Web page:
King Kong Escapes (Japan 1967)

Rating: **
Review Date: 9/23/16
Director: Ishiro Honda
Music: Akira Ifukube
Cast: Rhodes Reason, Mie Hama, Linda Miller, Akira Takarada, Paul Frees

A delightfully goofy monster movie from Rankin/Bass and Toho Pictures. The sinister Dr. Who is building a robotic replica of King Kong in order to mine Element X at the North Pole. Presumably, the Chinese government is backing the operation so that they can become the world's greatest nuclear superpower. When the robot fails to do the job due to radiation exposure, Dr. Who decides to capture the real King Kong and hypnotize him into extracting the precious Element X. This culminates in a battle between Kong and Mechakong in the streets of Tokyo for some reason, and the two of them eventually duke it out while climbing the Tokyo Tower. Naturally, Kong falls for a blonde American girl named Susan Watson (Linda Miller), and her feminine charms override the mad scientist's hypnotic suggestions. Charismatic Rhodes Reason (Rex Reason's younger brother) and handsome Akira Takarada are the good guys from the United Nations who are assigned to the Kong case, while the wickedly seductive Madame X (Mie Hama) steals the show as Dr. Who's client.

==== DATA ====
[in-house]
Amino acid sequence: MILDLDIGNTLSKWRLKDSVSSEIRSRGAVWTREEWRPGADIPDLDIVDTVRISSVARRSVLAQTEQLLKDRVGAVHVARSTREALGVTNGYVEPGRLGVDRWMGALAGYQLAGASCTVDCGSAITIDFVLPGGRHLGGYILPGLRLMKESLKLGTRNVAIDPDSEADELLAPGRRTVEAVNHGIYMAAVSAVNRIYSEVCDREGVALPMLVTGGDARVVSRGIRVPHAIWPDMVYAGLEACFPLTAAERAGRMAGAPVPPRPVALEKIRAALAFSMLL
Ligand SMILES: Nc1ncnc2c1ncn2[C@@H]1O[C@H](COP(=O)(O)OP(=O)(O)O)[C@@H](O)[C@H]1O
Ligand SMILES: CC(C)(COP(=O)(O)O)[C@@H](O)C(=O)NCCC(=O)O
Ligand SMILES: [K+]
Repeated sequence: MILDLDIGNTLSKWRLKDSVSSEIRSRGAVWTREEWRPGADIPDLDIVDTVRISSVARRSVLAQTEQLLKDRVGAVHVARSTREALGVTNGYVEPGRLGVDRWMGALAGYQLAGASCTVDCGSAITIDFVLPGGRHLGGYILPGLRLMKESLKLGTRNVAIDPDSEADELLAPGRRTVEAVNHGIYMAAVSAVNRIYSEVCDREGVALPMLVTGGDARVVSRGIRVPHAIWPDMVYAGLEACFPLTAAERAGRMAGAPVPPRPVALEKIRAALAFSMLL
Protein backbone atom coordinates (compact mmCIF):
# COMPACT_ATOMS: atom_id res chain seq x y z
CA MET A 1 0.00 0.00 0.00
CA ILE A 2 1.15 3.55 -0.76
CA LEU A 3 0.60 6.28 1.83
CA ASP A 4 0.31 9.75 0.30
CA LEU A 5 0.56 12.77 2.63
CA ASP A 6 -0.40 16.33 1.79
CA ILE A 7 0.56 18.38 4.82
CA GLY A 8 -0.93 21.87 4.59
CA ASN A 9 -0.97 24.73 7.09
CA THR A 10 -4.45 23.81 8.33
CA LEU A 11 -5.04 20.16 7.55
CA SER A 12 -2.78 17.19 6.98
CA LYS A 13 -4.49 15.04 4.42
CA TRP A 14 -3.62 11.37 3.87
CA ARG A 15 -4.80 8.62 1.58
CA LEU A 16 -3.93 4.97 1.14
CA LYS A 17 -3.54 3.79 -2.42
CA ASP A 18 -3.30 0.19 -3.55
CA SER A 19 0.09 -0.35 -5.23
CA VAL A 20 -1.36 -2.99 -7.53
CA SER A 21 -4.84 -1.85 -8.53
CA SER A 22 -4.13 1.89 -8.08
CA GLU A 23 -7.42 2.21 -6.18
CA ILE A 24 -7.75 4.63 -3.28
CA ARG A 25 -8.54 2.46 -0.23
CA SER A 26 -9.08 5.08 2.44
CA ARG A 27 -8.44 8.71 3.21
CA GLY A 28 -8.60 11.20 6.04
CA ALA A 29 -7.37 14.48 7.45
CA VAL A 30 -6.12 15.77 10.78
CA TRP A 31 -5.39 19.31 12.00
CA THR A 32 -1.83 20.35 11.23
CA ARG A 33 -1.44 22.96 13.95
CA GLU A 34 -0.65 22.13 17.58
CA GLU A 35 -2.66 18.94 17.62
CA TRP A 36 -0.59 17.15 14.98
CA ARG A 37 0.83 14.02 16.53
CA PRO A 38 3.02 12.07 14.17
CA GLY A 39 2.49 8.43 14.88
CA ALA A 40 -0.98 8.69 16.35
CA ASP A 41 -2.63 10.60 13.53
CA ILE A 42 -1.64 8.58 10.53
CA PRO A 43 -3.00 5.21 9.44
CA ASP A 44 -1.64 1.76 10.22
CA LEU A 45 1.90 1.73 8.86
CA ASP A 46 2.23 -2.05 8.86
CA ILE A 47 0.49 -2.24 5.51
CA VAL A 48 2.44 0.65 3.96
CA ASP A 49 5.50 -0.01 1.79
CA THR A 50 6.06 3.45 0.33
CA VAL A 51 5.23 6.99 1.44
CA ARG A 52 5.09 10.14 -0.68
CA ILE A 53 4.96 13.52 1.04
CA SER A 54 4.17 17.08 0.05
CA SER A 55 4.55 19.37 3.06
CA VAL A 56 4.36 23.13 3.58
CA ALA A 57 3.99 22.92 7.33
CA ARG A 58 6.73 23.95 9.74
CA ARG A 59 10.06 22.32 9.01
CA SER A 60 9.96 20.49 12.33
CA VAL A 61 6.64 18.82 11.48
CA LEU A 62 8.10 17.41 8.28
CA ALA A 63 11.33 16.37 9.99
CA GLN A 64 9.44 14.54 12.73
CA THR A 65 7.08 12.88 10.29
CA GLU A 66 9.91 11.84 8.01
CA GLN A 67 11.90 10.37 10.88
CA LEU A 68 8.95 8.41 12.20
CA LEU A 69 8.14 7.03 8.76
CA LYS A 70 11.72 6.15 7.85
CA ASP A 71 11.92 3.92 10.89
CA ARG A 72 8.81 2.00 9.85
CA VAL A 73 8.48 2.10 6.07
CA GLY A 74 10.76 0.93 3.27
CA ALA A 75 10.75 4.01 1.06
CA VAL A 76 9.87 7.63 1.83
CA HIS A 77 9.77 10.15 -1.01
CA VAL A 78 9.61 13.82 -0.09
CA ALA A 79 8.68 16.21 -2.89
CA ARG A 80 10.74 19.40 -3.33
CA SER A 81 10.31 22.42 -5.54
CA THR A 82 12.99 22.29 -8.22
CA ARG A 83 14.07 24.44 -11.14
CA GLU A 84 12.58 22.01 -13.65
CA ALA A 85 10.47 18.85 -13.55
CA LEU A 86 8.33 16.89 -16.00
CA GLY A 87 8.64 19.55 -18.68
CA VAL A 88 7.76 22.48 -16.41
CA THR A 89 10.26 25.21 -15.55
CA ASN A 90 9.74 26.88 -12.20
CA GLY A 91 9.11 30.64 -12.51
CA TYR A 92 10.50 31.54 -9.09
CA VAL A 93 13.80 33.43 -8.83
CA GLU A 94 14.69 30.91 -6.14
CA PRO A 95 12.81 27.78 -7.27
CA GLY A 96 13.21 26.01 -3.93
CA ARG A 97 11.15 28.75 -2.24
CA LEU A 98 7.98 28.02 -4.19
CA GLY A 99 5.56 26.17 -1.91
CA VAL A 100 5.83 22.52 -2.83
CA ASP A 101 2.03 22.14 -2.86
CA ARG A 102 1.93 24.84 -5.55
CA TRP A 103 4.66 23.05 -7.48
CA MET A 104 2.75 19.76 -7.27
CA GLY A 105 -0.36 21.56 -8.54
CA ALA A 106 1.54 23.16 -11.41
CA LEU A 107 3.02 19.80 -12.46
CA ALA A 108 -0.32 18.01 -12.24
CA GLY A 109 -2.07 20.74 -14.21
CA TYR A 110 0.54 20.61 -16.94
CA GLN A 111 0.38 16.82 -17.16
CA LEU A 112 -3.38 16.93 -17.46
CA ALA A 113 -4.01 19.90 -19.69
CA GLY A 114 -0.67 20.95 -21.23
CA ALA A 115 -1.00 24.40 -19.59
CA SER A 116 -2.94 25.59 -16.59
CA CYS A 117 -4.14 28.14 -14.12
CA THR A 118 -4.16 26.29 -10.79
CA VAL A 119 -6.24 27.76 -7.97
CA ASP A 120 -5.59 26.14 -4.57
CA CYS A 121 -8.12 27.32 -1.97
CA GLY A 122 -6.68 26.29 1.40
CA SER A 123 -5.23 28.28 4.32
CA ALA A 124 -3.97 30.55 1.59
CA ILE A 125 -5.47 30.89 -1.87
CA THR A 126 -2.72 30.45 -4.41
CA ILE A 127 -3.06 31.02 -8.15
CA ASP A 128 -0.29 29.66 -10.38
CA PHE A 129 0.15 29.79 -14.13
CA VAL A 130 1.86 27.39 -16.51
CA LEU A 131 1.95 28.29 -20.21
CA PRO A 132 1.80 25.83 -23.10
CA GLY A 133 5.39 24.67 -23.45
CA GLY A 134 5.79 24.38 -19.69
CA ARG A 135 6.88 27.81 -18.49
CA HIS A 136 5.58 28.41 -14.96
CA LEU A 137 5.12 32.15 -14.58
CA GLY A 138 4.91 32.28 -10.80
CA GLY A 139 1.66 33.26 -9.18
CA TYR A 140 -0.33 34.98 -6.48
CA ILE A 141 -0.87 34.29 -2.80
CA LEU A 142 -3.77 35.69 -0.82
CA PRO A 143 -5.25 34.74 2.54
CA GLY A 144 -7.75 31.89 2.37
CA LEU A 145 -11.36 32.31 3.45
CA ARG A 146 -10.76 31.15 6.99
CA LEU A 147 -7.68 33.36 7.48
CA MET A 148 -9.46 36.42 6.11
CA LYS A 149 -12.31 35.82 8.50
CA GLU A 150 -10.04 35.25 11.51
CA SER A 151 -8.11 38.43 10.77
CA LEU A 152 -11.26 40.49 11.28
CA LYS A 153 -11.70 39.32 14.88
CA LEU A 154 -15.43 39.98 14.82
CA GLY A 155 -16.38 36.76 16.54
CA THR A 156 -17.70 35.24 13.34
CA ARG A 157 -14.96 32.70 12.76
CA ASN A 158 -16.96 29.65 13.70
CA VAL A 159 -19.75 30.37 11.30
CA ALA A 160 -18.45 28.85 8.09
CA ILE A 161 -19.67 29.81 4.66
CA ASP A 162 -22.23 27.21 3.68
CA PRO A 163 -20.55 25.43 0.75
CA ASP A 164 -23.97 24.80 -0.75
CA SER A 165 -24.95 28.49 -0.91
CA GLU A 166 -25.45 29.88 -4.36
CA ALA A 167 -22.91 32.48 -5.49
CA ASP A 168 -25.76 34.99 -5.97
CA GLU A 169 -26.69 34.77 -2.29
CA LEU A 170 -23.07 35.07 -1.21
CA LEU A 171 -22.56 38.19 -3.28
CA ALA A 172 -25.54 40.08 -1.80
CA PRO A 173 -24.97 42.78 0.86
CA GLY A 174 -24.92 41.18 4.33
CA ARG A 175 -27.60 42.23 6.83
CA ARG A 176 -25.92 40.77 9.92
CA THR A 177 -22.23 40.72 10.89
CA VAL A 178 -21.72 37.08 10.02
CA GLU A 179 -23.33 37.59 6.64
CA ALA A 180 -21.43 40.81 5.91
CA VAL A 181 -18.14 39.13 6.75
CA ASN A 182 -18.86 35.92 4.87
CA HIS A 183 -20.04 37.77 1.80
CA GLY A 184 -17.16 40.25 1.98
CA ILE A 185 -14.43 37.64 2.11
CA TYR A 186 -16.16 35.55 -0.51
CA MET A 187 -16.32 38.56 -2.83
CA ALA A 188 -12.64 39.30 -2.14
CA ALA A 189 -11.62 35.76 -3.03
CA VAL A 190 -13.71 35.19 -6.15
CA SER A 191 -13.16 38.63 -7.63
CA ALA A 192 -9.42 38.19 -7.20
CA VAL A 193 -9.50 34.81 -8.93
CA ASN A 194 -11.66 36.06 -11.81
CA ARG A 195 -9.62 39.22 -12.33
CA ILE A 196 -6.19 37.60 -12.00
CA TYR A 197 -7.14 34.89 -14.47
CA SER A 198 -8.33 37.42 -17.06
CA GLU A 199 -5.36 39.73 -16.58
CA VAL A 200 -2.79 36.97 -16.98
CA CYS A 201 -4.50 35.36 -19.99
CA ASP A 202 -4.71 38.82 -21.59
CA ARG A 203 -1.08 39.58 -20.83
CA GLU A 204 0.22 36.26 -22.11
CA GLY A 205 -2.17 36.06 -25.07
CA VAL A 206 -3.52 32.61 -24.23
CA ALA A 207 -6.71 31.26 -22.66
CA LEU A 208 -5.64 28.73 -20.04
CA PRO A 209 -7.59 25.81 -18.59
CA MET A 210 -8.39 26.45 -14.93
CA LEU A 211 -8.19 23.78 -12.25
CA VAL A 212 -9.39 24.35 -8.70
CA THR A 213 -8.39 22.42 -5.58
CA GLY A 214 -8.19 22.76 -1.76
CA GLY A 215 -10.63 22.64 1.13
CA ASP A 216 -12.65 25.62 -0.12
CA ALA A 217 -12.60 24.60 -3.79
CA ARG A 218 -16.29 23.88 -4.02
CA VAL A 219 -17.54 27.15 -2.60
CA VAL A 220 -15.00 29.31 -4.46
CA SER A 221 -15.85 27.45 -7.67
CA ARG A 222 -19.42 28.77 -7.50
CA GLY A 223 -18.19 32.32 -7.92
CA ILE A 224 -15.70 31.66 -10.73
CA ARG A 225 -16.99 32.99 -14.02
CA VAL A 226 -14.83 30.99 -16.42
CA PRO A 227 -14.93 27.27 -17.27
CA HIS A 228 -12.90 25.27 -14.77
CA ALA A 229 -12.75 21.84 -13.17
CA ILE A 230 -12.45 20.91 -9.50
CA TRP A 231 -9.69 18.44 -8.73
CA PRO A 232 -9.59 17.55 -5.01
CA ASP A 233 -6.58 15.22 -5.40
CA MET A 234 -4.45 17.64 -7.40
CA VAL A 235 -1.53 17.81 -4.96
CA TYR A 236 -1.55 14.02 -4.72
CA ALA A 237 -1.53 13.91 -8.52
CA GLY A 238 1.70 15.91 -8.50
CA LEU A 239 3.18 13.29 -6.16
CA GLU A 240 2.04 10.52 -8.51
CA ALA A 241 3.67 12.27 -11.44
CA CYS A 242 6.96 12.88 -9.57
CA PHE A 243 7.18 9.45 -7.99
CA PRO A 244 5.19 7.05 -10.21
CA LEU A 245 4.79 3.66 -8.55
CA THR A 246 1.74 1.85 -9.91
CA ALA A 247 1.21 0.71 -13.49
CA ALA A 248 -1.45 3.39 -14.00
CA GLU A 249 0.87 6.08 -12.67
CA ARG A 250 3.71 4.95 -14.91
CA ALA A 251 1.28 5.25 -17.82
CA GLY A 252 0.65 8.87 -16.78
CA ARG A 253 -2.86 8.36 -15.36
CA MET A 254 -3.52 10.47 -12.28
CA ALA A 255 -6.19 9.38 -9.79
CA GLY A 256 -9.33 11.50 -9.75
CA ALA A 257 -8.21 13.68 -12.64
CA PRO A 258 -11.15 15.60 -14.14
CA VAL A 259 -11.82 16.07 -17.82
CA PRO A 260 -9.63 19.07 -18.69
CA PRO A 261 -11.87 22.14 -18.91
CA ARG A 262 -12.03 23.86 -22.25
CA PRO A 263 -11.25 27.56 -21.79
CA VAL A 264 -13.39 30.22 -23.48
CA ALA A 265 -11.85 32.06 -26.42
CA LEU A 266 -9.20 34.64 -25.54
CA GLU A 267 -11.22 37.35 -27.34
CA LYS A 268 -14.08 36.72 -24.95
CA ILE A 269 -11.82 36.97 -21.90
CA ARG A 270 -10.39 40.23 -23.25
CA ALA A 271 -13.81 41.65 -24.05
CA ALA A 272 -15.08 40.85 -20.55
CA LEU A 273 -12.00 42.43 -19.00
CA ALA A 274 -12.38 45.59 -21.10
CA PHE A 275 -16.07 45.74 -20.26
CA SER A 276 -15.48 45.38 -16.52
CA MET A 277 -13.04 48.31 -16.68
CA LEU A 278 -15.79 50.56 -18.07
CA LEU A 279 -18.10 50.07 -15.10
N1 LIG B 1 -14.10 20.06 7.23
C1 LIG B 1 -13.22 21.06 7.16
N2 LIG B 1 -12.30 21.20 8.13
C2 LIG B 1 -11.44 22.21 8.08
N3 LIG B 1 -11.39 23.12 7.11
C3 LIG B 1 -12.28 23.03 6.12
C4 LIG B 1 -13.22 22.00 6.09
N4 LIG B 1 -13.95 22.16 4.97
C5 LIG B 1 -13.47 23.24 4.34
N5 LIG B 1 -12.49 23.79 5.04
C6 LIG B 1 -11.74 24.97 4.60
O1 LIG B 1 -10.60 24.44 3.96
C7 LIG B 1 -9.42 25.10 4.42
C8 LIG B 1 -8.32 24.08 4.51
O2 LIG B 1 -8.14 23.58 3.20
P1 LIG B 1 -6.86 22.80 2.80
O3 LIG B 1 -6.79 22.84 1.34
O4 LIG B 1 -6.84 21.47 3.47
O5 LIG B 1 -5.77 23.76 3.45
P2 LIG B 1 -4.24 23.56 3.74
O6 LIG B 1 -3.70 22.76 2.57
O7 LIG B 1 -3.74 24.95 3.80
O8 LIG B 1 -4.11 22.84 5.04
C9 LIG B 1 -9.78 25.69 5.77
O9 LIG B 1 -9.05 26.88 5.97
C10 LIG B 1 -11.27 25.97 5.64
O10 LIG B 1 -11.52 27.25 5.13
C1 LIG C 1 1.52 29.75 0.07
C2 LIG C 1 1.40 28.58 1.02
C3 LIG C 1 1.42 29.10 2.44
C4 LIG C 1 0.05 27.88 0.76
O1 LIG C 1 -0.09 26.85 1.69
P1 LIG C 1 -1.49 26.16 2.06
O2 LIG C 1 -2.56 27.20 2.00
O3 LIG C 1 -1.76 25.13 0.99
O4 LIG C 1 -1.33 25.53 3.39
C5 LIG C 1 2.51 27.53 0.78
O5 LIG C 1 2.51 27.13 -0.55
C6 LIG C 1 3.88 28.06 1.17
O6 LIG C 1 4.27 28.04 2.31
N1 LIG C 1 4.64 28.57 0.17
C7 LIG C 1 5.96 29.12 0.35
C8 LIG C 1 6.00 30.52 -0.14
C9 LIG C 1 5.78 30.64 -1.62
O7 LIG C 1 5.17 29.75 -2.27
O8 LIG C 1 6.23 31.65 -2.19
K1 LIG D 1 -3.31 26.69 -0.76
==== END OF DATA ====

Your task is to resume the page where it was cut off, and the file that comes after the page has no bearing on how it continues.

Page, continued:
The plot is absurd and the dialog is outrageous, but everything is taken very seriously. Rhodes Reason gives an impressively strong and convincing performance and Akira Takarada is quite dashing. Linda Miller is as cute as a rabbit, but her acting is weak and her dubbing is hilariously awful. Mie Hama makes a wonderful villain and is effortlessly glamorous throughout. She's simply delightful to watch. As you would expect from director Ishiro Honda, the miniature work is marvelous, although the Kong suit looks overly silly. Akira Ifukube's music score is highly derivative of his "Godzilla" work, and may actually be lifted straight out of another film. The dubbing is on par with similar films, and it's amusing to hear Paul Frees as the voice of Dr. Who. It's not a Toho masterpiece by any means, but it's an enjoyable diversion nonetheless.